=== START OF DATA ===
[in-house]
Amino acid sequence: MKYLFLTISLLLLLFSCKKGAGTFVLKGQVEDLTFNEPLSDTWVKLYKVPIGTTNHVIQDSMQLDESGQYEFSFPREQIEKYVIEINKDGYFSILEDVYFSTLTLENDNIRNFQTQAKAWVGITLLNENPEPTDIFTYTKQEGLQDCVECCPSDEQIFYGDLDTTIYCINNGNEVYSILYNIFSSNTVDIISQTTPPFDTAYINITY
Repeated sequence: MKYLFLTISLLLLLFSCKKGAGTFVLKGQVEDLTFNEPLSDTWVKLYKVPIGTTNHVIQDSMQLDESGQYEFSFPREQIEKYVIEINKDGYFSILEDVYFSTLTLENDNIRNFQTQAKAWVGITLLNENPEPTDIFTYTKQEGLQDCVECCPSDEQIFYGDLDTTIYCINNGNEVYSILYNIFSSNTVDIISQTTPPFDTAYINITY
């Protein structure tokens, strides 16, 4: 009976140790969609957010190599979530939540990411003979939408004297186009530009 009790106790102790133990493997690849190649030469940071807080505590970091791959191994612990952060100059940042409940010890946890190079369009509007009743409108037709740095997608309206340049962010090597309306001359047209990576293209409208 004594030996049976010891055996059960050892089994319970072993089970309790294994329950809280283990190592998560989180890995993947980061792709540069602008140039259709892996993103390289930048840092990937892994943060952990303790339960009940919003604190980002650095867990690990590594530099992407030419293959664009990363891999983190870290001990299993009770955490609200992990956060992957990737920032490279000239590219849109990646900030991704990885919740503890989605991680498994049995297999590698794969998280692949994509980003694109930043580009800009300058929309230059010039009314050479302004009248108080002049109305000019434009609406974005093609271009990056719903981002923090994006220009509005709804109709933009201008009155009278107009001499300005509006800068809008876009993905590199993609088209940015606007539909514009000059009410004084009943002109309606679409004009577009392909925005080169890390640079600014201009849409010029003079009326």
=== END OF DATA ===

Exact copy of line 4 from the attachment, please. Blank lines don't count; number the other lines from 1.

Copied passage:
């Protein structure tokens, strides 16, 4: 009976140790969609957010190599979530939540990411003979939408004297186009530009 009790106790102790133990493997690849190649030469940071807080505590970091791959191994612990952060100059940042409940010890946890190079369009509007009743409108037709740095997608309206340049962010090597309306001359047209990576293209409208 004594030996049976010891055996059960050892089994319970072993089970309790294994329950809280283990190592998560989180890995993947980061792709540069602008140039259709892996993103390289930048840092990937892994943060952990303790339960009940919003604190980002650095867990690990590594530099992407030419293959664009990363891999983190870290001990299993009770955490609200992990956060992957990737920032490279000239590219849109990646900030991704990885919740503890989605991680498994049995297999590698794969998280692949994509980003694109930043580009800009300058929309230059010039009314050479302004009248108080002049109305000019434009609406974005093609271009990056719903981002923090994006220009509005709804109709933009201008009155009278107009001499300005509006800068809008876009993905590199993609088209940015606007539909514009000059009410004084009943002109309606679409004009577009392909925005080169890390640079600014201009849409010029003079009326």